8 Tips to Help You Be Your Own Boss
By Tamara Monosoff
1. Take a stand for yourself. If you are dissatisfied with your current circumstances no one will fix them – except for you. It doesn’t do any good to blame the economy, your boss, spouse or family. Change can only occur when you make a conscious decision to make it happen.
2. Figure out the “right” business for you. Give yourself permission to explore. Be willing to look at different facets of yourself: your personality, social styles, age, and listen to your intuition which we tend to ignore even though deep down we often know the truth. Ask yourself, “What gives me energy even when I’m tired?”
How do you know what business is “right” for you? There are three common approaches to entrepreneurship:
• Do what you know. Have you been laid off or want a change? Look at what work you have performed in the past for others and think about how you could package those skills and offer them as your own services or products.
• Do what others do. Learn about other businesses that interest you. Once you have identified a business you like – emulate it.
• Solve a common everyday problem. Is there a gap in the market? Is there a service or product you would like to bring to market? (Note: this is the highest risk of the three approaches). If you choose to do this, make sure that you become a student and gain knowledge first before you spend any money.
3. Business planning improves your chances for success. Most people don’t plan but it will help you get to market faster. A business plan will help you gain clarity, focus, and confidence. A plan does not need to be more than one page; and, as you write down your goals, strategies and action steps – your business becomes real.
Ask yourself the following questions:
• What am I building?
• Who am I in service of?
• What is the promise I am making to my customers/clients and to myself?
• What are my objectives, strategies and action plans (steps) to achieve my goals?
4. Know who will buy your product or service before you spend a penny. Before you spend money, find out if people will actually buy your products or services first. This may be the most important thing you do! You can do this by validating your market. In other words, who exactly will buy your products or services other than your family or friends? What is the size of your target market? Who are your customers? Is your product or service relevant to their everyday life? Why do they need it?
There is industry research available that you can uncover for free. Read industry articles with data, Google the relevant industry associations and read Census data to learn more. However, the most important way to get this information is to ask your target market directly and then listen.
5. All money is not equal. Know what the “right” kind of money you need for your business. As you are creating your business plan you will need to consider what type of business you are building – a lifestyle business (smaller amount of startup funds), a franchise (moderate investment depending on the franchise), a high tech business (will require significant capital investment). Depending on where you fall on the continuum you will need a different amount of money to launch and grow your business and it does matter what kind of money you accept. Some other resources include Peer-to-Peer lending, Grants, Angel Groups, Bank Loans, and information about Venture Capital Groups.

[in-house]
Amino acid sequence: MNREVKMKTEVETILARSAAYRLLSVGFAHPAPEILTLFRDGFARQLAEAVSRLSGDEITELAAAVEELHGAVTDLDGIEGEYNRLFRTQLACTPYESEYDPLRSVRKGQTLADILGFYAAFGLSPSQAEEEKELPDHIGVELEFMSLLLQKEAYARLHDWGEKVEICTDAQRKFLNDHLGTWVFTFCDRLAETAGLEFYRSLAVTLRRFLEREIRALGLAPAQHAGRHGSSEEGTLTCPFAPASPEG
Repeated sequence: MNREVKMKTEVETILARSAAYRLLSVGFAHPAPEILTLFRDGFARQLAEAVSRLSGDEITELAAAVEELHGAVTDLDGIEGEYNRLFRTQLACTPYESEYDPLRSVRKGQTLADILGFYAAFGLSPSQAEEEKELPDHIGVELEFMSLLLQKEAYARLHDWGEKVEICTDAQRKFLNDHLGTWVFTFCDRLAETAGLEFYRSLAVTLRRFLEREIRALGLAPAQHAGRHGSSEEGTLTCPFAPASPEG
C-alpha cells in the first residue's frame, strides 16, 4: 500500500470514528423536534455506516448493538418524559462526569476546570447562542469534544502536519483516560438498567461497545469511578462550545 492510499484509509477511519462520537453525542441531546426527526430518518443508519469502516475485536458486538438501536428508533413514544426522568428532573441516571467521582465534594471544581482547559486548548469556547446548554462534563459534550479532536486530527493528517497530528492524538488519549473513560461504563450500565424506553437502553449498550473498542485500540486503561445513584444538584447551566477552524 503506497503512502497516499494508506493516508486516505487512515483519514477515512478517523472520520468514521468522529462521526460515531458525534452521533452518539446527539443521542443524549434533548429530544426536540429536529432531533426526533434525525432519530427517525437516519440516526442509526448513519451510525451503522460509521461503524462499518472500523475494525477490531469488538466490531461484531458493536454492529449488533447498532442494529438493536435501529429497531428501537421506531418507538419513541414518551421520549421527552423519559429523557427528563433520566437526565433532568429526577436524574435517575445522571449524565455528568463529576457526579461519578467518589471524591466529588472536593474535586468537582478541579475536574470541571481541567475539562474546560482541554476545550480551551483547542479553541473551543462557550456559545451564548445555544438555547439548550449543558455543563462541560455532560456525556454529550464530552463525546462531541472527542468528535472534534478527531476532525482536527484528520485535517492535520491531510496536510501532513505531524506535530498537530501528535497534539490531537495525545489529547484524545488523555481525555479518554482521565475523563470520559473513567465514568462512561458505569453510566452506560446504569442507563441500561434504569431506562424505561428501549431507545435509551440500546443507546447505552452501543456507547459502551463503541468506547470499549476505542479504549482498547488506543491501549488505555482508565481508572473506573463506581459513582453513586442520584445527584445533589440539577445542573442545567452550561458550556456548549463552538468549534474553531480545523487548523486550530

6. Build a support network. You’ve made the internal commitment to your business. Now you need to cultivate a network of supporters, advisors, partners, allies, and vendors. If you believe in your business, others will too! Network locally, nationally & via Social Networks. Join networks like NAPW.com, your local Chamber of Commerce, or other relevant business groups.
Here are some networking basics:
• When attending networking events ask others about what they do and think about how you can help them. The key is to listen more than tout yourself.
• No matter what group you join, be generous, help others and make introductions without charging them.
• By becoming a generous leader, you will be the first person that comes to mind when someone that you’ve helped needs your service or hears of someone else that needs your service.
7. Sell by creating value. Even though we purchase products and services every day, people don’t want to be “sold”. Focus on being in service to others. The more people you serve, the more money you will make. When considering your customers or clients ask yourself:
• What do I “like” about them?
• What can I give them?
• How can I make them successful in their own pursuits?
This approach can help lead you to new ways to hone your product or service and deliver more value which your customers will appreciate.
8. Get the word out. Be willing to say who you are and what you do with conviction and without apology! Embrace and use the most effective online tools (Twitter, Facebook, YouTube, LinkedIn) available to broadcast your news. Use Social Networks as pointer sites. For example, to point to anything that you think will be of interest to your fans and followers.
Even though social networks are essential today, don’t underestimate the power of other methods to get the word out, like word-of-mouth marketing, website & internet marketing tools, public relations, blog posts, columns & articles, speeches, email, newsletters, and the old-fashioned but still essential… telephone!
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